Perhaps. But not without first ticking off a few of the Left's most active and core supporters. To wit:
A number of environmental activists will protest the Keystone XL pipeline on Monday outside the Washington, D.C. home of Sen. Mary Landrieu (D-La.)
Landrieu, who is facing a tough runoff election in December, pushed for a vote on the oil sands project in the Senate last week and is one vote shy of the 60 needed to pass the legislation.
National Journal confirmed last week Sen. Landrieu is indeed "one vote shy." So close, yet so far:
Mary Landrieu is one vote away from achieving a political dream.
With 60 votes, the embattled Louisiana Democrat could secure a filibuster-proof majority to approve the Keystone XL pipeline when a bill she has sponsored authorizing the project comes to the Senate floor next Tuesday.
But Landrieu does not appear to have 60 votes—at least not yet.
For months, it has looked like there are at least 57 Senate votes in support of the long-stalled project, which would transport heavy crude from Canada's oil sands to refineries along the Gulf Coast. In the last week, that count has risen to 59.
Every Senate Republican has pledged to support the House-passed measure, as have a number of Senate Democrats. But the bill will likely lose steam, of course, if supporters do not garner the requisite 60 votes. The vote is slated for sometime tomorrow.
But where will this 60th vote come from? National Journal speculates that Landrieu is seriously courting at least two fence-sitters in her own caucus who have not yet definitively ruled out supporting the measure: Sens. Bill Nelson (D-FL) and Jay Rockefeller (D-WV). At the eleventh hour, can she get at least one of them on board? Or perhaps another Senate Democrat?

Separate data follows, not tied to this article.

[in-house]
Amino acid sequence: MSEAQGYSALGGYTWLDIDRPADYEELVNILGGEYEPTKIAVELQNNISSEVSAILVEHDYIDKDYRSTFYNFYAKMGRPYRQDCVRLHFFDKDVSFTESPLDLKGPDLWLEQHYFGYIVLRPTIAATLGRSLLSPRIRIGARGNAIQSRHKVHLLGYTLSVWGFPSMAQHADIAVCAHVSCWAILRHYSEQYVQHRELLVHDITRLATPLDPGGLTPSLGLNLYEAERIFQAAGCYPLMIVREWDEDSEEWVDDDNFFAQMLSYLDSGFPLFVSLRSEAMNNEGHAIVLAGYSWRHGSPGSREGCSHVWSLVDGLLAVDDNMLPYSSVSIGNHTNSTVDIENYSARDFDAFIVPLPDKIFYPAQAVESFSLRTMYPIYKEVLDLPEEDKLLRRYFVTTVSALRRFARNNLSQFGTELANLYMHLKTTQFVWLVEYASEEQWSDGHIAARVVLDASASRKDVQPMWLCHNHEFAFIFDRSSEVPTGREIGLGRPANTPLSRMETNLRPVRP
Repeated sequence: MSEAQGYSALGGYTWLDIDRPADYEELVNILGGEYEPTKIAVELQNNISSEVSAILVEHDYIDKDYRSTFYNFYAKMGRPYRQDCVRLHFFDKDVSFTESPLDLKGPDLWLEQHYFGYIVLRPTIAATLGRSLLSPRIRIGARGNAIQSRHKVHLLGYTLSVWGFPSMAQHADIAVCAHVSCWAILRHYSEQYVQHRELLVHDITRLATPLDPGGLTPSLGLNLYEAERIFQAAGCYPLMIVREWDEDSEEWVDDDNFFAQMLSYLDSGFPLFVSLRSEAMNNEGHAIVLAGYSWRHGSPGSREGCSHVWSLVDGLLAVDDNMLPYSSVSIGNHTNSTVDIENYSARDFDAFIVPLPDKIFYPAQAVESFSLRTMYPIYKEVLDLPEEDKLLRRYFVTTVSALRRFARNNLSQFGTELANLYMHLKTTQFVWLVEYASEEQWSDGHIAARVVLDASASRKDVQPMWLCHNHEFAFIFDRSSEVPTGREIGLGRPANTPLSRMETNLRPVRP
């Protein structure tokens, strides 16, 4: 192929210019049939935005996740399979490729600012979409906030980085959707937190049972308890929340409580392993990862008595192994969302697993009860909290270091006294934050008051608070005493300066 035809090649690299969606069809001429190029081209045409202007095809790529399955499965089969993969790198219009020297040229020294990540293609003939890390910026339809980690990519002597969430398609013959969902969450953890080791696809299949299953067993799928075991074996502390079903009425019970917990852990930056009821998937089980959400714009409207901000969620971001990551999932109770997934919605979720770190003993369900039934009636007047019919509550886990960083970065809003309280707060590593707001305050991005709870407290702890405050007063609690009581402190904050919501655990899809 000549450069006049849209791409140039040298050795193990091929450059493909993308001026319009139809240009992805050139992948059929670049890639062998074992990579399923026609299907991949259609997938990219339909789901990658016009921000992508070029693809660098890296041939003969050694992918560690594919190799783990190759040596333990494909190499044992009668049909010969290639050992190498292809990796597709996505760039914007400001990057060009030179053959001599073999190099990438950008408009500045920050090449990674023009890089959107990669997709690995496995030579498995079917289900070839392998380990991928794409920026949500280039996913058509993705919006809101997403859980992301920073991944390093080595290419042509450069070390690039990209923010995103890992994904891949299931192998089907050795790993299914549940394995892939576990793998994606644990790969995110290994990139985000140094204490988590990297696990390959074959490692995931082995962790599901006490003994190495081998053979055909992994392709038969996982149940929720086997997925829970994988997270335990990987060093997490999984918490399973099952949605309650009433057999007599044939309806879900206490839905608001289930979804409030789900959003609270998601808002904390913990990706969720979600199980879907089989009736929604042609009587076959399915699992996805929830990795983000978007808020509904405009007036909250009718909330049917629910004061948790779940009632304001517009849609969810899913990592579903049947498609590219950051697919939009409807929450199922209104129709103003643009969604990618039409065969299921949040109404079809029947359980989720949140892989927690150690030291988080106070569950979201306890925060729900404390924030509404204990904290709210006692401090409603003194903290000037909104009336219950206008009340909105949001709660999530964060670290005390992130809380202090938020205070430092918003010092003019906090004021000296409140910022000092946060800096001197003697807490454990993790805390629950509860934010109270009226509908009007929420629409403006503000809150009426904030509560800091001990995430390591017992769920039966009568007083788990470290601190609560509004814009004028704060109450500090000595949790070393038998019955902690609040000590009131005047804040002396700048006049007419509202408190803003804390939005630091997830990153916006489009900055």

Yesterday, for his part, Sen. John Thune (R-SD) called the bill a “no-brainer." But he also had this to say about his Democratic colleagues:
“[T]his is an issue, a no-brainer in the eyes of the American public, which finally, finally is coming to the floor of the United States Senate not because they're worried about American jobs, but because they're worried about the job of a senator from Louisiana.”
Even so, if the measure passes this would be a huge political victory for congressional Republicans and set up a major political standoff between supporters of the bill and President Obama. By all accounts, the president already has his veto pen ready. But if he does exercise that right, an already unpopular president could find himself, well, even more unpopular. Why? I’ll leave you with this:
The latest Rasmussen Reports national telephone survey finds that 58% of Likely U.S. Voters now at least somewhat favor building the major oil pipeline from Canada to Texas, while just 27% are opposed. This includes 37% who Strongly Favor the project and 14% who Strongly Oppose it. Fifteen percent (15%) are undecided. (To see survey question wording, click here.)